I am sorry to say that this spring break I spent four hours sitting in a chair so that a woman could break up the invisible line that had formed between my natural hair color and the slightly brighter color that emerged at the old root line of my last dye job. I am sorry because my hair looks entirely the same — my opinion, not hers — and the final result was promised to radically reformulate my morale — her opinion, not mine — as a result of all the time I would not have to spend worrying about having nice hair.
What is nice hair? The question is a Rorschach, and no two people will likely answer exactly the same way.
My own experience with hair began when I was 4 years old and told our preschool class historian that I wanted to be a hair decorator when I grew up. I was often exonerated for tardiness by my compulsively punctual preschool teacher as a result of the intricate braids constructed by my nanny. (And was often late as a result of the time it took her to create perfectly symmetrical plaits.) It was special, I learned, to have great hair.
It was so great, in fact, that I eventually adopted drastic measures to maintain its relative presentability. In middle and high school, I would wake up every morning before school to straighten my hair. Because my hair is naturally knotted, and because my hair straightener was the cheapest model from CVS, the entire process took about one and a half hours.
Think of the things I could have been doing in that time! I could have, after four years and two teachers, actually learned how to speak French. I could have become culturally literate — maybe even cool. This is, of course, in retrospect. At the time, I just wished shaved heads would come into fashion.
All of this is to say that I was impressed early on with the notion that presentability could only be rewarded — that there was little merit to personal unkemptness; that it was okay to let large chunks of time be absorbed by superfluous pursuits — if only to stave off dishevel. Hair, in particular, can be a marker of the way that things are at one particular moment; or else, it can be a means to pretend that things are a certain way (“feel good look good”) even if they aren’t. Indeed, hair presents a convincing absence of anxiety; nobody knows how long it takes to make it appear a certain way.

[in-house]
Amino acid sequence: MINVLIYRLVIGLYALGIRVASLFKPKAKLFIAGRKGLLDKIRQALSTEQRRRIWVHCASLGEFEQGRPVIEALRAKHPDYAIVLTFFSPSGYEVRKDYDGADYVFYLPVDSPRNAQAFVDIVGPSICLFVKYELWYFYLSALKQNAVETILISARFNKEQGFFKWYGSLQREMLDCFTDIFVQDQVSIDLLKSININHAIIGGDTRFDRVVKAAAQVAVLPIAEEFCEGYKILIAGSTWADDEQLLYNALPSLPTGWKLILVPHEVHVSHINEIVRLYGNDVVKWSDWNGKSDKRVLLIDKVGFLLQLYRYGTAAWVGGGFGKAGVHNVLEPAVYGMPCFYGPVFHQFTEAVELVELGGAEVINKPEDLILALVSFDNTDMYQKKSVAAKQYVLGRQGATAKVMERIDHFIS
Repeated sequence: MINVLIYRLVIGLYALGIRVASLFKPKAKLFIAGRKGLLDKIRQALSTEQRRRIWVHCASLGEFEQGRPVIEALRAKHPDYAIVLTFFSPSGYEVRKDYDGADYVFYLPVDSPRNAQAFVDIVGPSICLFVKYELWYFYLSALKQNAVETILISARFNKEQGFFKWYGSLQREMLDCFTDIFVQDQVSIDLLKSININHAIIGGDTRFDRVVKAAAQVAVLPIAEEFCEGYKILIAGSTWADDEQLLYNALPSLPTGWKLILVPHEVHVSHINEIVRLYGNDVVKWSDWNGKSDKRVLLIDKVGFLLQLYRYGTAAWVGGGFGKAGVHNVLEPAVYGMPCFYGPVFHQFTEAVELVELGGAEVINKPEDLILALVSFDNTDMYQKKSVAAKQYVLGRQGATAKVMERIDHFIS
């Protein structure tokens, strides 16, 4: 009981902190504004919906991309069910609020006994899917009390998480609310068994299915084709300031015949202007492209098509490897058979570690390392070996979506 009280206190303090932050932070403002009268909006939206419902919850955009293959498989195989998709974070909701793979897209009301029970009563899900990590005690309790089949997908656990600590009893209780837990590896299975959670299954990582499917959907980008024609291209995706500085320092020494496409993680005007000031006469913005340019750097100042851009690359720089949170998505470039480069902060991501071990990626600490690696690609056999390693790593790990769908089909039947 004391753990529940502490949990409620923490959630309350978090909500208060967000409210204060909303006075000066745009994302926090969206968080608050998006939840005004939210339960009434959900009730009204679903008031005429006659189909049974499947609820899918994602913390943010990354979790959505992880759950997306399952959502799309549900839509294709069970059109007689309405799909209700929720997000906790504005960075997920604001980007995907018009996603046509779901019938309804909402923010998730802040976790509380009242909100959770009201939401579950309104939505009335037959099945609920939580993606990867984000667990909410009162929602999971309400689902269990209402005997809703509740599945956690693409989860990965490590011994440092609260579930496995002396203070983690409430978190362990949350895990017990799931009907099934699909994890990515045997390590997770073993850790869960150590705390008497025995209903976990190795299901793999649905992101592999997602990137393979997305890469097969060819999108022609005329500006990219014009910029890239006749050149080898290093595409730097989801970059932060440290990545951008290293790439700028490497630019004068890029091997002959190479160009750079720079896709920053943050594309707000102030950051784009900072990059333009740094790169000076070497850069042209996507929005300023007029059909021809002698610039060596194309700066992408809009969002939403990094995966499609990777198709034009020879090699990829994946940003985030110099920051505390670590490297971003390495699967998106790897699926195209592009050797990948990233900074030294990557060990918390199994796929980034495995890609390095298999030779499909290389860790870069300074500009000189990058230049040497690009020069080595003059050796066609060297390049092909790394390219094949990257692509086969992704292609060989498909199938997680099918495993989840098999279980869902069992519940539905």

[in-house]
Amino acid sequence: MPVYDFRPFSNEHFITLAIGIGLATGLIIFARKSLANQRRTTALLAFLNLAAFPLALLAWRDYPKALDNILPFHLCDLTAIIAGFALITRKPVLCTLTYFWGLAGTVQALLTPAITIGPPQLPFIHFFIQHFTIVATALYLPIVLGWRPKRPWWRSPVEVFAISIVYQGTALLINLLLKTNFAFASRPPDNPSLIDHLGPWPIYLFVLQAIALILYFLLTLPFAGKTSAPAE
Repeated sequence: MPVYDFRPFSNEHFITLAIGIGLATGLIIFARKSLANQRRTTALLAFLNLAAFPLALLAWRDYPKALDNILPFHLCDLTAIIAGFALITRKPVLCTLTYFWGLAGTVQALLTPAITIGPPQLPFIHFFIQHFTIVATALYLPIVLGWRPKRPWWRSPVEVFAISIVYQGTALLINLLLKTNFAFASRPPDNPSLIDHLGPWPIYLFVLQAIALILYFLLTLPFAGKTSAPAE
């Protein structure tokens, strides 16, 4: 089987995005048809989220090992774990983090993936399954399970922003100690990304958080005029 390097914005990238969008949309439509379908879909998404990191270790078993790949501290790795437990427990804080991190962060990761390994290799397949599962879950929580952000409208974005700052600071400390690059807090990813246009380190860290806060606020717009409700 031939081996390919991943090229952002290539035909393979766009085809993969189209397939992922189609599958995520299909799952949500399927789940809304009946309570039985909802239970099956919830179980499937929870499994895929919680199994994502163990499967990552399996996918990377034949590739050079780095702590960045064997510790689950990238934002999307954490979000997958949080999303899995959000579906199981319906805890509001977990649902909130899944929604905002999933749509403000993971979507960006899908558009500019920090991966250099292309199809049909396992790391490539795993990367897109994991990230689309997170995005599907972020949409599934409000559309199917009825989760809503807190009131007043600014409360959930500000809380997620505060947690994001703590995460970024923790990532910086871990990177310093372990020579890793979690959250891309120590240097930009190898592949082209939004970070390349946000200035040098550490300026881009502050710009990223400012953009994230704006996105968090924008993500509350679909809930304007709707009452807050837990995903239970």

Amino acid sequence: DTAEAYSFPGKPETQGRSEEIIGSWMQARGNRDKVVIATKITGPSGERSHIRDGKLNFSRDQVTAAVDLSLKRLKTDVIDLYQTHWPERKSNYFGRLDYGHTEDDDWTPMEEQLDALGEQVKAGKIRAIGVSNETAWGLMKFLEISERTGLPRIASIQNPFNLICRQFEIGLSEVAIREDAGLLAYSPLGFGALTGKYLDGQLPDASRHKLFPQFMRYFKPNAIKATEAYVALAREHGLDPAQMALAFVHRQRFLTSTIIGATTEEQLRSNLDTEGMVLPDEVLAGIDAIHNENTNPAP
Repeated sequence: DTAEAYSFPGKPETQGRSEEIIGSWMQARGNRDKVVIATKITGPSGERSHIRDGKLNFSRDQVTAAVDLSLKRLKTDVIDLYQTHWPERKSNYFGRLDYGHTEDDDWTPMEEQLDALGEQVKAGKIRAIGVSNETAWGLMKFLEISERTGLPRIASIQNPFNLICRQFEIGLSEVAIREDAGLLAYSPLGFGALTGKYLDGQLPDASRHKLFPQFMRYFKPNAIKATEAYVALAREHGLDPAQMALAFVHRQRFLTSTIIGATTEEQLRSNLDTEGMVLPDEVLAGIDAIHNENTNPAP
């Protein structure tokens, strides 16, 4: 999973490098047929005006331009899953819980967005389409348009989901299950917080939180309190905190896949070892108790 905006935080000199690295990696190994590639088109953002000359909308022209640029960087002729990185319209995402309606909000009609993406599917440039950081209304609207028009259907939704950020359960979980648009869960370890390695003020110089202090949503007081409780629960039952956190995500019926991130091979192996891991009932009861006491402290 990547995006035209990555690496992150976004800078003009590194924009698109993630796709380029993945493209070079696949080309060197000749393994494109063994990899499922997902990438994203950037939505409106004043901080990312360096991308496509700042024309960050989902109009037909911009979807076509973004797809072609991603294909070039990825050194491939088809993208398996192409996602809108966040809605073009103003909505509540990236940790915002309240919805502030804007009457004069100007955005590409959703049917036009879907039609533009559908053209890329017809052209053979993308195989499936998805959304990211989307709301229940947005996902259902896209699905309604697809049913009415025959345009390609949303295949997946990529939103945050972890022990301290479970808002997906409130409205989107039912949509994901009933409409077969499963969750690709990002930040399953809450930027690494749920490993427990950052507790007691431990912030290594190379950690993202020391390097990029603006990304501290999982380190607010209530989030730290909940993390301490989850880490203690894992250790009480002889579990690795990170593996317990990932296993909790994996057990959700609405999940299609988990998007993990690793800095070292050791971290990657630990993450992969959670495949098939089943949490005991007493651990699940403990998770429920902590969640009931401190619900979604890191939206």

I like to think the lost time was a means to figure out how to navigate the impossible realm between what will always naturally occur and what we strive so hard to make occur. On the one hand, young people are told to embrace the mess of life — that everyone makes mistakes, that what is important is to learn from the ambiguous process involved in erring. On the other hand, we are consistently rewarded for all that we do correctly: getting good grades, getting good jobs, looking presentable enough some of the time. I understand that a number of young people embrace uncertainty and relish in the throes of an unmaintained lifestyle. I am not one of those people, and the hair industry can thank me for it.
I spend a huge amount of time preparing myself to be presentable to other people, according to what I perceive their standards to be. This includes, among other things, curating a pretty resume and pursuing extracurriculars that are convincingly important while ensuring that I look relatively sane in the process. Of course, my experience is not particularly unique. Many people are drawn to the aesthetics of togetherness. But overadherence to external gratification can also limit creative pursuits: It diminishes the ability to be all right with failure; it limits the possibility for error.
Last summer, I dyed my hair blue, and after five months I went back to the salon to have it re-dyed to nonblue; except, it turns out, blue is a terrible color to remove from hair because it works its way deep into the follicle and makes temporality a pipe dream associated with its existence. So, I entered the salon with longish bright blue hair and left with much shorter, slightly greenish-brown tinted hair.
I was upset. I called my friend, who has perfect, golden hair that is straight — but not so straight that it won’t hold a curl.
“My hair is swamp-ish and short,” I said.
“So what?” she said. “It’s hair. It’s not like you did anything special to make it grow, other than exist. Give it time.”
Give it time. Look on the bright side. It could be worse. (I know, it’s just hair.) But it’s still part of the whole package. People — ostensibly, people with nice hair — often say that you learn from mistakes. But the mistakes do stay with you for some time, at least. The cuts take time to grow back; the unintended consequences take time to wash away. It seems that the most important takeaway from a flub is that it’s entirely possible to have another.